Diverticulosis is a condition which develops in a large percentage of the population as we age. Well over 50% of us will have the condition once we reach the age of 50-60; with the incidence approaching 80% by age 80.
Diverticulosis is not a disease, but a condition. It is the result of weakness which develops within the connective tissue of the wall of the colon. It is a normal process of aging much like developing wrinkles or gray hair. It becomes a problem or ‘disease’ when it causes inflammation called diverticulitis; or bleeding.
Diverticula are small out-pouchings of the colon wall which develop where the small blood vessels penetrate the bowel wall carrying blood to the inside layers of the colon.
Though the vast majority of people have diverticulosis, a relatively small percentage of people develop symptoms. Approximately 10% of those with diverticula will develop diverticulitis. Of those with diverticulitis 85% will recover without further episodes of inflammation. The vast majority of patients can be treated as an outpatient with antibiotics, with full recovery expected. Hospitalization is required in only 10-15% of patients. Overall, less than 1% of patients ultimately require surgery.
It is thought that diverticulitis is caused by increased pressures within the colon; resulting in decreased blood flow, inflammation and perforation of the diverticula. For this reason we recommend diets high in fiber for all patients; but especially those with a history of diverticulitis. This however, will not completely eliminate the risk of diverticulitis!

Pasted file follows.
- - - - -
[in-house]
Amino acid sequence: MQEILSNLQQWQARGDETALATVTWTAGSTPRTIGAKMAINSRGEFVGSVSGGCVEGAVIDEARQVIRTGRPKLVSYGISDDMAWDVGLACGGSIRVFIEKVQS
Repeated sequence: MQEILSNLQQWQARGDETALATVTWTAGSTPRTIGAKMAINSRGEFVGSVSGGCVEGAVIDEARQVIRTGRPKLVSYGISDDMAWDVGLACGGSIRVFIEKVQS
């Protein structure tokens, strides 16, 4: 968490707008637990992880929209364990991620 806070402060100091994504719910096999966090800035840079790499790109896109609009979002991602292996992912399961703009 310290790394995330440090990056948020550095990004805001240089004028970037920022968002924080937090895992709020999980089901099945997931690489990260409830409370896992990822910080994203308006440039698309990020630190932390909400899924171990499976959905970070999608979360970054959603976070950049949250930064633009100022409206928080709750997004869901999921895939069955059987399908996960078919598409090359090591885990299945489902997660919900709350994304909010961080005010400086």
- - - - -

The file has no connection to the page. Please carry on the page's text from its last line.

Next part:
Contrary to popular belief, peanuts, seeds, nuts, and popcorn have not been found to increase the risk of diverticulitis. We therefore do not put restrictions on diet; while encouraging a diet high in fiber.
Diverticulitis usually presents as left lower abdominal pain. This can be relatively mild and may resolve on it’s own in mild cases. In more severe cases the pain increases in intensity, with fever, chills and other generalized symptoms of infection. These cases should be evaluated urgently, with CT scanning af the abdomen to assist in making the diagnosis. Treatment is then initiated depending on severity of symptoms and the findings on CT scan. Following recovery, all patients should undergo colonoscopy to rule out other causes of the symptoms, such as cancer and other types of inflammation.
Bleeding is a much less common complication of diverticulosis. Though the bleeding can be significant, it stops spontaneously in 90% of patients. Any bleeding requires a thorough evaluation. This will be discussed in upcoming articles.
For questions or to make an appointment call us at (812)-301-8110 Tri-State Colorectal.